Western Hemisphere Wipes Out Its Third Virus : Goats and Soda It took 15 years and 250 million vaccines, but this week, health authorities officially declared North America and South America free of rubella — a virus that can cause severe birth defects.
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Western Hemisphere Wipes Out Its Third Virus

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Western Hemisphere Wipes Out Its Third Virus

Western Hemisphere Wipes Out Its Third Virus

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MELISSA BLOCK, HOST:

It took 15 years and hundreds of millions of vaccines. This week, North and South America have been declared officially free of the childhood disease rubella. As NPR's Michaeleen Doucleff reports, this is only the third human virus eradicated from the two continents.

MICHAELEEN DOUCLEFF, BYLINE: Rubella is also called German measles. In children, it causes only a mild illness with a rash and sometimes a fever. But when pregnant women catch rubella, their babies can develop birth defects, like heart problems, blindness and learning disabilities. Now the director of the Pan American Health Organization, Dr. Carissa Etienne, says the Western Hemisphere is the first region to completely wipe out the rubella virus.

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CARISSA ETIENNE: The fight against rubella has paid off with what I believe will be one of the important Pan American public health achievements of the 21st century.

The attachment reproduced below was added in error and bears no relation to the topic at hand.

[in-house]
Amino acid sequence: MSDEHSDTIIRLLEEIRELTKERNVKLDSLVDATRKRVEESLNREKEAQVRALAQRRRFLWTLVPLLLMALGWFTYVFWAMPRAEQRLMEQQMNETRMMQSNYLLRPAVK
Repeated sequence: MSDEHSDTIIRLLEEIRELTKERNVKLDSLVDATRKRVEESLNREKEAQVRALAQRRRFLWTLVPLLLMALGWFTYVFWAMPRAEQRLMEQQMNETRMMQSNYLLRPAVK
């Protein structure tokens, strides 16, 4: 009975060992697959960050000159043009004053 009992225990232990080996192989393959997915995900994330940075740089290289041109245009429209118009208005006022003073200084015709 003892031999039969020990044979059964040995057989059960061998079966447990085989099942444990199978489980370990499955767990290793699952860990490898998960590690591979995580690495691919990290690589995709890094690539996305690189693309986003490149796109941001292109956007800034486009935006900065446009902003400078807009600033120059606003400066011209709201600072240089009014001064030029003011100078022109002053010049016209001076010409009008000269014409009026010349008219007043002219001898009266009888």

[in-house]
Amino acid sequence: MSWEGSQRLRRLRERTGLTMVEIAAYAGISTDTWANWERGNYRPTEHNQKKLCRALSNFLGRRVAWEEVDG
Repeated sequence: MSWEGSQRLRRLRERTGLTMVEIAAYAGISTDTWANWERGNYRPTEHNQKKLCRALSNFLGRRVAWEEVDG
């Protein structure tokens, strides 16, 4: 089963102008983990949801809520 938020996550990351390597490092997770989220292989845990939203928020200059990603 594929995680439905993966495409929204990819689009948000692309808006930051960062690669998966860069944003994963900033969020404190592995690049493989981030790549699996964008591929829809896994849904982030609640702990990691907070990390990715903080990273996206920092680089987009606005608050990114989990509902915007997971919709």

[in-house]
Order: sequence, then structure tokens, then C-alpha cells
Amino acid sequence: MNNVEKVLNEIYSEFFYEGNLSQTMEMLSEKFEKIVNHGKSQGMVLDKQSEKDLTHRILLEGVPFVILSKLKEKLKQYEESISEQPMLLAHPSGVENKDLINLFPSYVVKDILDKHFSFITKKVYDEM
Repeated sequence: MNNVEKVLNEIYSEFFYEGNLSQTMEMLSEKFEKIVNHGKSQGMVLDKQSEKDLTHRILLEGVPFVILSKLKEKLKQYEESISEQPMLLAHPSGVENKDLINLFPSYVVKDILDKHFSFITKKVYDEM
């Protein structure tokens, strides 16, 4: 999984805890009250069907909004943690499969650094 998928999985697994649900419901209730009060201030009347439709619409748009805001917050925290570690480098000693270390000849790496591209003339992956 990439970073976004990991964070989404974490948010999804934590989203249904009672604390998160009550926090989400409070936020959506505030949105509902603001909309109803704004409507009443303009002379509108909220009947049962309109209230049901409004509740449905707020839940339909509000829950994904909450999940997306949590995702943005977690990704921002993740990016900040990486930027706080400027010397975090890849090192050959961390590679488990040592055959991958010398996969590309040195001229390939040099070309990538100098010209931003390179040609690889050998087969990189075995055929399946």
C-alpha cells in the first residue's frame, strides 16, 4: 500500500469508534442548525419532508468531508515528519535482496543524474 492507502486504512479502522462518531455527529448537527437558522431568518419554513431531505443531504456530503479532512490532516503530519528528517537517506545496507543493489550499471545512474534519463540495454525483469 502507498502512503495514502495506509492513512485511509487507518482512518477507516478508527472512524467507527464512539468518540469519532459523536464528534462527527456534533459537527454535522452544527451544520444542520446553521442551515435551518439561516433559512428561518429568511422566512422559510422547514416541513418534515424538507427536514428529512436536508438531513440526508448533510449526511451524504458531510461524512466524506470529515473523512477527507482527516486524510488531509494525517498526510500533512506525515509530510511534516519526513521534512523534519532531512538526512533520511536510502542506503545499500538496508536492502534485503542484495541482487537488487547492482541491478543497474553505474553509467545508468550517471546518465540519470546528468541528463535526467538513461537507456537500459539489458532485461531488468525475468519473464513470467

DOUCLEFF: In other places around the world, more than 100,000 babies each year still catch a serious form of rubella. The Americans were able to stop rubella with huge vaccination campaigns for everyone from babies to adults. Now, this doesn't mean we're never going to see rubella again in the U.S. People still bring it here from other countries. But it doesn't usually spread because so many Americans are vaccinated. PAHO's Etienne says the Americas were the first region in the world to eradicate smallpox in 1971, then polio in 1994, and they've already got their sights on another target.

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ETIENNE: With rubella under our belt, it is now time to roll up our sleeves and to finish the job of eliminating measles as well.

DOUCLEFF: PAHO says they're close to wiping out measles, but recent outbreaks here in the U.S. and in Brazil have been major setbacks. Michaeleen Doucleff, NPR News.

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